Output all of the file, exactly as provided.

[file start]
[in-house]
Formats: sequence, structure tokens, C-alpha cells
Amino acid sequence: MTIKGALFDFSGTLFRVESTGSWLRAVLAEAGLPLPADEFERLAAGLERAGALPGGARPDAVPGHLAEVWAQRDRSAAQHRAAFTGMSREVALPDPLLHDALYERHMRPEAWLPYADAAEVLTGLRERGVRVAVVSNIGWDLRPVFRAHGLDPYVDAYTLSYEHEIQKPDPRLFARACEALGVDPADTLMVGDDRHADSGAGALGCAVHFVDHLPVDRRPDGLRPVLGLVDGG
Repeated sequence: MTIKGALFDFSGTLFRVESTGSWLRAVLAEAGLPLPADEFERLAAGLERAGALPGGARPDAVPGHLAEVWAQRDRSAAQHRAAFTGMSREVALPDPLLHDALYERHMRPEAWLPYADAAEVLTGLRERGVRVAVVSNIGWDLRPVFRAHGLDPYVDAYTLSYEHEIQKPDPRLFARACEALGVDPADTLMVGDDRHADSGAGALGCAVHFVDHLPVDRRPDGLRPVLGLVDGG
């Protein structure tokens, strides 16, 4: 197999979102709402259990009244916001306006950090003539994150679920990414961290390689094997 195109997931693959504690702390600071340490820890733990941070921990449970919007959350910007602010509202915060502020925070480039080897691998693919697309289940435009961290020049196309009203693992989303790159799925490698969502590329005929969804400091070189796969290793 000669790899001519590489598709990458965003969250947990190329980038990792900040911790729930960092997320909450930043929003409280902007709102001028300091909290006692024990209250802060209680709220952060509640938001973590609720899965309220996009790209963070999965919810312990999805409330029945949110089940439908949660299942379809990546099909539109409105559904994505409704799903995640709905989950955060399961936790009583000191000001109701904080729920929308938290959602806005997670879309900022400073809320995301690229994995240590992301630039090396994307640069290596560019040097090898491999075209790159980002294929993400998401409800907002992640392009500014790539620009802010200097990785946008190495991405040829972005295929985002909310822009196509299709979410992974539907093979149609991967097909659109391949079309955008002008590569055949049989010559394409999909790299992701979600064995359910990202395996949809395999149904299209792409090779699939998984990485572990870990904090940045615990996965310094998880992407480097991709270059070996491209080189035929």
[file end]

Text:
[in-house]
Formats: sequence, structure tokens, C-alpha cells
Amino acid sequence: MTIKGALFDFSGTLFRVESTGSWLRAVLAEAGLPLPADEFERLAAGLERAGALPGGARPDAVPGHLAEVWAQRDRSAAQHRAAFTGMSREVALPDPLLHDALYERHMRPEAWLPYADAAEVLTGLRERGVRVAVVSNIGWDLRPVFRAHGLDPYVDAYTLSYEHEIQKPDPRLFARACEALGVDPADTLMVGDDRHADSGAGALGCAVHFVDHLPVDRRPDGLRPVLGLVDGG
Repeated sequence: MTIKGALFDFSGTLFRVESTGSWLRAVLAEAGLPLPADEFERLAAGLERAGALPGGARPDAVPGHLAEVWAQRDRSAAQHRAAFTGMSREVALPDPLLHDALYERHMRPEAWLPYADAAEVLTGLRERGVRVAVVSNIGWDLRPVFRAHGLDPYVDAYTLSYEHEIQKPDPRLFARACEALGVDPADTLMVGDDRHADSGAGALGCAVHFVDHLPVDRRPDGLRPVLGLVDGG
């Protein structure tokens, strides 16, 4: 197999979102709402259990009244916001306006950090003539994150679920990414961290390689094997 195109997931693959504690702390600071340490820890733990941070921990449970919007959350910007602010509202915060502020925070480039080897691998693919697309289940435009961290020049196309009203693992989303790159799925490698969502590329005929969804400091070189796969290793 000669790899001519590489598709990458965003969250947990190329980038990792900040911790729930960092997320909450930043929003409280902007709102001028300091909290006692024990209250802060209680709220952060509640938001973590609720899965309220996009790209963070999965919810312990999805409330029945949110089940439908949660299942379809990546099909539109409105559904994505409704799903995640709905989950955060399961936790009583000191000001109701904080729920929308938290959602806005997670879309900022400073809320995301690229994995240590992301630039090396994307640069290596560019040097090898491999075209790159980002294929993400998401409800907002992640392009500014790539620009802010200097990785946008190495991405040829972005295929985002909310822009196509299709979410992974539907093979149609991967097909659109391949079309955008002008590569055949049989010559394409999909790299992701979600064995359910990202395996949809395999149904299209792409090779699939998984990485572990870990904090940045615990996965310094998880992407480097991709270059070996491209080189035929």